The Trillium Lakelands District School Board (TLDSB) is reacting with cautious optimism to a pause in classroom size changes which have already had an impact on course offerings.

The province announced Aug. 22 it would provide funding to keep classroom size averages largely intact for this year. For high school, the average classroom size will rise from 22 to 22.5 students, while Grades 4 to 8 will go from 23 to 24 students, on average. But the province still plans to reduce funding to push the high school class average to 28 students over the next four years.

TLDSB director of education Larry Hope said analysis is still needed to determine how the Aug. 22 announcement will affect local schools.

“I would like to be cautiously optimistic about it. We are analyzing the details as they become available to us,” Hope said.

The province aims to implement the changes through teacher retirements and voluntary leaves as opposed to layoffs. To that end, it is providing $1.6 billion in teacher job protection for school boards from 2019-2023.


“I have made it clear that I was intent on listening to, and working with, our education sector partners,” said Minister of Education Stephen Lecce in a press release. “Our mission remains to land a deal in good faith, that puts our students first.”

But the cuts have already impacted TLDSB, Hope said. The district has approximately 24 fewer teachers than last year from not rehiring retiring staff. That means about 100 fewer courses offered across the division.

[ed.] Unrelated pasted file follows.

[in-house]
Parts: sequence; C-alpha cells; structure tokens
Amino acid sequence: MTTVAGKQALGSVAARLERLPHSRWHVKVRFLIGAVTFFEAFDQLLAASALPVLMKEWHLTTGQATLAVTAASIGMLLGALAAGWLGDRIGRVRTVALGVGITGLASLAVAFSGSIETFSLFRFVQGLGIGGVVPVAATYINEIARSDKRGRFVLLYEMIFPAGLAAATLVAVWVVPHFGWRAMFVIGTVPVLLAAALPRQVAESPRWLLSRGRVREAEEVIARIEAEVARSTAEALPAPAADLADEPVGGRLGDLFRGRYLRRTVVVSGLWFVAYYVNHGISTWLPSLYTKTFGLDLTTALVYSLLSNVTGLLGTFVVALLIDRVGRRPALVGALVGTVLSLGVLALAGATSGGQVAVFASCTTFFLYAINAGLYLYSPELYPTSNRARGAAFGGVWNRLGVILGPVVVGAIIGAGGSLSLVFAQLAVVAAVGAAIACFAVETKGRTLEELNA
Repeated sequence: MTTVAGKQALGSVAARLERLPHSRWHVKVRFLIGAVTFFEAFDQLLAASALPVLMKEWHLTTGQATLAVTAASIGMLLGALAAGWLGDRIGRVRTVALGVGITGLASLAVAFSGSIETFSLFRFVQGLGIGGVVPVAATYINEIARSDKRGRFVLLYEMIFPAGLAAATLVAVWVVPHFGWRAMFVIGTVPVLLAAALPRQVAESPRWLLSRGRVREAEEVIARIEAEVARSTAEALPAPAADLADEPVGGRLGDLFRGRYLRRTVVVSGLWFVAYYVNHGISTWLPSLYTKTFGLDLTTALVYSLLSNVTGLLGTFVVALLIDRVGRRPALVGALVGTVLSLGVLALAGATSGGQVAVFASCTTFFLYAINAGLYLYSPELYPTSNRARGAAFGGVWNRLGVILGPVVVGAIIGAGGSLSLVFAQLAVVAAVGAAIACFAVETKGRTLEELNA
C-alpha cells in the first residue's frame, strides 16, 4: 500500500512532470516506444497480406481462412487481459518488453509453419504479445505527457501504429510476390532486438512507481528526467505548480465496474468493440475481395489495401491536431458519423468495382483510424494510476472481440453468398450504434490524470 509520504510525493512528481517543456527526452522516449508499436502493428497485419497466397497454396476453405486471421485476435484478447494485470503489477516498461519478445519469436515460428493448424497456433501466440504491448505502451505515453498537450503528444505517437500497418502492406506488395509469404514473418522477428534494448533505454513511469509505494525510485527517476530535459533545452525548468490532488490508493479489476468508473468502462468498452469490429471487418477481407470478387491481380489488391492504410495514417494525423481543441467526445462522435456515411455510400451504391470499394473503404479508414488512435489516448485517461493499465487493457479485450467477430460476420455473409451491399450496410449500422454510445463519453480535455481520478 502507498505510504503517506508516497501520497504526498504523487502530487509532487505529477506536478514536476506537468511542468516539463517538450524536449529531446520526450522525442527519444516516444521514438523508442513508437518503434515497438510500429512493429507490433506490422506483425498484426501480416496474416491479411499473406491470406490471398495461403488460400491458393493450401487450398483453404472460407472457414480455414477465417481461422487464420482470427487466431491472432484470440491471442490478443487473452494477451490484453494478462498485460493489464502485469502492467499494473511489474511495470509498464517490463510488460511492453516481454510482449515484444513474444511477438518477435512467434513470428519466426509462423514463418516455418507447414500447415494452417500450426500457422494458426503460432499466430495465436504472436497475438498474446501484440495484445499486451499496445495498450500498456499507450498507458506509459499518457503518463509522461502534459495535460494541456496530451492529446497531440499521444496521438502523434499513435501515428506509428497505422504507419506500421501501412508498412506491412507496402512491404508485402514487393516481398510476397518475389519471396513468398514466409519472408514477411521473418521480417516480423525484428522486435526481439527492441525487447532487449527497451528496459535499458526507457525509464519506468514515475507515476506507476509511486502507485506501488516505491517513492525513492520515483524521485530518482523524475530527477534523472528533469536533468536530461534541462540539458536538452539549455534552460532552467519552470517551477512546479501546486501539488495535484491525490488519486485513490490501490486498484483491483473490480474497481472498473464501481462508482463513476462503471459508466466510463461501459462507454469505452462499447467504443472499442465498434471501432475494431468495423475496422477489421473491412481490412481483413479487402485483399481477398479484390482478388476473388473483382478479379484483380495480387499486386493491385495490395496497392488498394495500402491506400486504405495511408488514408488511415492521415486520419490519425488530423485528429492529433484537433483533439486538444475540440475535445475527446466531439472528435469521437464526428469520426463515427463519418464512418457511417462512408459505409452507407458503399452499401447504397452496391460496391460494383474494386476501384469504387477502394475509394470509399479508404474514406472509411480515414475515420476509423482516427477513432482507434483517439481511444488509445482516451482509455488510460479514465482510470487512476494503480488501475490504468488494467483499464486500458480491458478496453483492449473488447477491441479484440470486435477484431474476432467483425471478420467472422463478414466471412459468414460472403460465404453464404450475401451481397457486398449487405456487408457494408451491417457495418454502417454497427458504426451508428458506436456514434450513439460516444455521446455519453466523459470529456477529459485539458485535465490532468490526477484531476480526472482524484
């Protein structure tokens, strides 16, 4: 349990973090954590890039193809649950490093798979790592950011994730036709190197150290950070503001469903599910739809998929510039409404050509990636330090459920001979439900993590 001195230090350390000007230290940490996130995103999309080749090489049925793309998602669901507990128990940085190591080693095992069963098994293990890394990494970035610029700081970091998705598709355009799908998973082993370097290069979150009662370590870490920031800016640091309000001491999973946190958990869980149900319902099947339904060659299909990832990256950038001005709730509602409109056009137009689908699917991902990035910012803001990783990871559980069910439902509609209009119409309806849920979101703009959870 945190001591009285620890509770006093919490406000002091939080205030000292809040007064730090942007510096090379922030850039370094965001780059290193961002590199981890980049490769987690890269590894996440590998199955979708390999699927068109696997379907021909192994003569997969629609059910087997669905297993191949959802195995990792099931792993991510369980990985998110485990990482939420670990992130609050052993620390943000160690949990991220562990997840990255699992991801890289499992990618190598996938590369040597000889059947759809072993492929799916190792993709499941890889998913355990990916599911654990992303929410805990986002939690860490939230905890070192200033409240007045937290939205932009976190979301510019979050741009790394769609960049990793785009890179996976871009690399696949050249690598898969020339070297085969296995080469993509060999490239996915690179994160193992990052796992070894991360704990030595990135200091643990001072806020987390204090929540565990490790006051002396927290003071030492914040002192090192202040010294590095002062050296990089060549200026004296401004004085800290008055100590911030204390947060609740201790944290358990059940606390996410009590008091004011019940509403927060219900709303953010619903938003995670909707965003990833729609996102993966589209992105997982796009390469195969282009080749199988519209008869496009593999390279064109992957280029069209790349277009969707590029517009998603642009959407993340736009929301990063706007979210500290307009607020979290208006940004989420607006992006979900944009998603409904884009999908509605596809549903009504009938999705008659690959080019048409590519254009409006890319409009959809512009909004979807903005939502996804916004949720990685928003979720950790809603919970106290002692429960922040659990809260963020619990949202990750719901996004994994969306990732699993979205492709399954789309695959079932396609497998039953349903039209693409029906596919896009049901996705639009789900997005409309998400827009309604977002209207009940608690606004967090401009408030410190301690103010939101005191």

“We’ve managed this through attrition,” Hope said. “It definitely means we will have fewer teachers in our secondary schools at this point. Now, that could change depending on what the announcement today (Aug. 22) translates to.”

Minor changes to sex-ed curriculum

The province also unveiled its changes to the sex-ed curriculum Aug. 21.

The curriculum is largely similar to one instituted by the previous government in 2015. Gender identity discussion will be taught in Grade 8, pushed back from Grade 6. Sexual orientation will be taught in Grade 5, one year sooner than before. Discussions have also been added on vaping and concussions, with expanded lessons on consent and cannabis use.

“Fundamentally, important topics are covered,” Hope said. “Things that parents have advocated for are still being covered. Our teachers will use the curriculum as it’s presented to us.”

Hope added that the school district trusts its educators and that gradebased curriculums do not mean topics from other grades never come up.

“We know we are in changing times and our students access to information and access to knowledge is changing dramatically,” Hope said. “Our teachers are experts, to respond to that.”

The new curriculum is expected to be in place this year. Parents can also opt their children out of certain content blocks, a practice which was already in place in the TLDSB.

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